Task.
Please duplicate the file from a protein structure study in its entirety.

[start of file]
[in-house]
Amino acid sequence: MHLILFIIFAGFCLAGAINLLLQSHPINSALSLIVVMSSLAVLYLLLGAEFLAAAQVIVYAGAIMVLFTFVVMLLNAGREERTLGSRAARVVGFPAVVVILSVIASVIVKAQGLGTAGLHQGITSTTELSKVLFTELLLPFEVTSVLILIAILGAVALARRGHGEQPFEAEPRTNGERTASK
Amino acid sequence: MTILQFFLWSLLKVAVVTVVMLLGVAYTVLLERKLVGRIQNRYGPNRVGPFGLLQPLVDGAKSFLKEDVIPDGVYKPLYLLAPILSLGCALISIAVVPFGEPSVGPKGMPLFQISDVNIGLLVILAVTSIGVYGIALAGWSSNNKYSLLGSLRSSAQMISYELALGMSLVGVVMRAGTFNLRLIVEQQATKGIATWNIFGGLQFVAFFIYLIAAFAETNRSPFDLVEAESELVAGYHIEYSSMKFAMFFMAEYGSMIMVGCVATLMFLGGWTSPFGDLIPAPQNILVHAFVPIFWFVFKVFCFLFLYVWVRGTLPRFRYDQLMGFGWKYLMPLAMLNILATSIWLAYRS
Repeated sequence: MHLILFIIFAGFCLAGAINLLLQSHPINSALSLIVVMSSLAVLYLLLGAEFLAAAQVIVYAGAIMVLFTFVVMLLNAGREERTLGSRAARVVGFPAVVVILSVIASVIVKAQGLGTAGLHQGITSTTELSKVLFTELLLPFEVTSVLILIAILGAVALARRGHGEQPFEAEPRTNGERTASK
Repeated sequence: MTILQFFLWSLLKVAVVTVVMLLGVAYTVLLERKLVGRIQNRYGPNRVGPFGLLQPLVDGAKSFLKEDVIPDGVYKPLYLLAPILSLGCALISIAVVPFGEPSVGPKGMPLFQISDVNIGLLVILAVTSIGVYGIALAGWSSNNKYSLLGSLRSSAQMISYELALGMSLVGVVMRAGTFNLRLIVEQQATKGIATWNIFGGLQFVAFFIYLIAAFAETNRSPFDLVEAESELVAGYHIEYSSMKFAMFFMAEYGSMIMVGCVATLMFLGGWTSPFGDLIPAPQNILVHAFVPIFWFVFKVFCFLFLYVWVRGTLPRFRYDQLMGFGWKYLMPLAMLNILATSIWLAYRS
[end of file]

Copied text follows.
[in-house]
Amino acid sequence: MHLILFIIFAGFCLAGAINLLLQSHPINSALSLIVVMSSLAVLYLLLGAEFLAAAQVIVYAGAIMVLFTFVVMLLNAGREERTLGSRAARVVGFPAVVVILSVIASVIVKAQGLGTAGLHQGITSTTELSKVLFTELLLPFEVTSVLILIAILGAVALARRGHGEQPFEAEPRTNGERTASK
Amino acid sequence: MTILQFFLWSLLKVAVVTVVMLLGVAYTVLLERKLVGRIQNRYGPNRVGPFGLLQPLVDGAKSFLKEDVIPDGVYKPLYLLAPILSLGCALISIAVVPFGEPSVGPKGMPLFQISDVNIGLLVILAVTSIGVYGIALAGWSSNNKYSLLGSLRSSAQMISYELALGMSLVGVVMRAGTFNLRLIVEQQATKGIATWNIFGGLQFVAFFIYLIAAFAETNRSPFDLVEAESELVAGYHIEYSSMKFAMFFMAEYGSMIMVGCVATLMFLGGWTSPFGDLIPAPQNILVHAFVPIFWFVFKVFCFLFLYVWVRGTLPRFRYDQLMGFGWKYLMPLAMLNILATSIWLAYRS
Repeated sequence: MHLILFIIFAGFCLAGAINLLLQSHPINSALSLIVVMSSLAVLYLLLGAEFLAAAQVIVYAGAIMVLFTFVVMLLNAGREERTLGSRAARVVGFPAVVVILSVIASVIVKAQGLGTAGLHQGITSTTELSKVLFTELLLPFEVTSVLILIAILGAVALARRGHGEQPFEAEPRTNGERTASK
Repeated sequence: MTILQFFLWSLLKVAVVTVVMLLGVAYTVLLERKLVGRIQNRYGPNRVGPFGLLQPLVDGAKSFLKEDVIPDGVYKPLYLLAPILSLGCALISIAVVPFGEPSVGPKGMPLFQISDVNIGLLVILAVTSIGVYGIALAGWSSNNKYSLLGSLRSSAQMISYELALGMSLVGVVMRAGTFNLRLIVEQQATKGIATWNIFGGLQFVAFFIYLIAAFAETNRSPFDLVEAESELVAGYHIEYSSMKFAMFFMAEYGSMIMVGCVATLMFLGGWTSPFGDLIPAPQNILVHAFVPIFWFVFKVFCFLFLYVWVRGTLPRFRYDQLMGFGWKYLMPLAMLNILATSIWLAYRS